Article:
Strategies and processes for improvements in job quality and
small enterprise development must take cognisance of the context in which small
enterprises operate. This includes their relationship with larger enterprises,
their participation in networks and the communities in which they are located.
This chapter presents practical experiences that small enterprises face in
relation to job quality. It identifies a number of factors that influence the
improvement of the quality of employment provided by small enterprises.
There are indications that qualitative aspects of work and the
environment may be increasing in economic significance as individual enterprises
and whole economies seek ways of meeting new competitive requirements. Recent
years have witnessed a regime of continuous change as enterprises downsize on a
regular basis, outsource, introduce flatter organisational models, promote team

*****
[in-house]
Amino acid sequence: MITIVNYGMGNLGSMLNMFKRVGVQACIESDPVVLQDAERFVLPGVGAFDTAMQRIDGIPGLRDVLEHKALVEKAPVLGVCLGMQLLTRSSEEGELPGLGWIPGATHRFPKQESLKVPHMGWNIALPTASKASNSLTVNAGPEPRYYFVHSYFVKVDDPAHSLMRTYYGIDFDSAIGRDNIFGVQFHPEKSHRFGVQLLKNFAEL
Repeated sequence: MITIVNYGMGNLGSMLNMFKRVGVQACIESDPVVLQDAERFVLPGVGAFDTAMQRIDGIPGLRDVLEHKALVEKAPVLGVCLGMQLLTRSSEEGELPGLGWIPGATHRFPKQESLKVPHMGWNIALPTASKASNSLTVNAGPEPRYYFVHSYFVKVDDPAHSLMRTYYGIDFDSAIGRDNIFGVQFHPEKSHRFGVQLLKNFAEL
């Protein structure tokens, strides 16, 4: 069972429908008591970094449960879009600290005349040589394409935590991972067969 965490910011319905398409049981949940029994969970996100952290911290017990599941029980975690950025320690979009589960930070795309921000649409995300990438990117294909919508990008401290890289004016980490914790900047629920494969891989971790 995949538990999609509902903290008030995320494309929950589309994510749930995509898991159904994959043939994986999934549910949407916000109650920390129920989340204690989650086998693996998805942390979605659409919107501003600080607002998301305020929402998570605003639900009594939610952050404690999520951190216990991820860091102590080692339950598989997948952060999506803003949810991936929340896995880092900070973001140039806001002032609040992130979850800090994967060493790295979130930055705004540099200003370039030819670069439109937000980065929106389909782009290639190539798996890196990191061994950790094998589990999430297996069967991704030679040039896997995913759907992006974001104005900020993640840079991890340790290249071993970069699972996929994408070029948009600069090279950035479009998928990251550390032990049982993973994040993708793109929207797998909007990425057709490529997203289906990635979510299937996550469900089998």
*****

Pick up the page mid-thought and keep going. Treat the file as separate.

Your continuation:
working, restructure supply chains and form new kinds of network relationships.
They also use a range of new forms of flexible employment contracts. Thus, new
forms of industrial organisation and competition strategies are creating new
contexts, possibilities, and challenges.
Competition on a simple cost basis, typically associated with
low labour costs, is still common. However, increasing globalisation has shown
that in many industries, regions and countries these are of transitory advantage
and are not sustainable in the longer term. Thus, many enterprises, and indeed
whole local economies, are looking for ways of competing in the long term.
Instead, they seek to maintain price competitiveness through increased
productivity. In addition, they recognise the advantages of innovation and
improving the quality and finish of their products. The benefits of superior
design and fashion content are recognised, as are better service and greater
flexibility and the speed and reliability of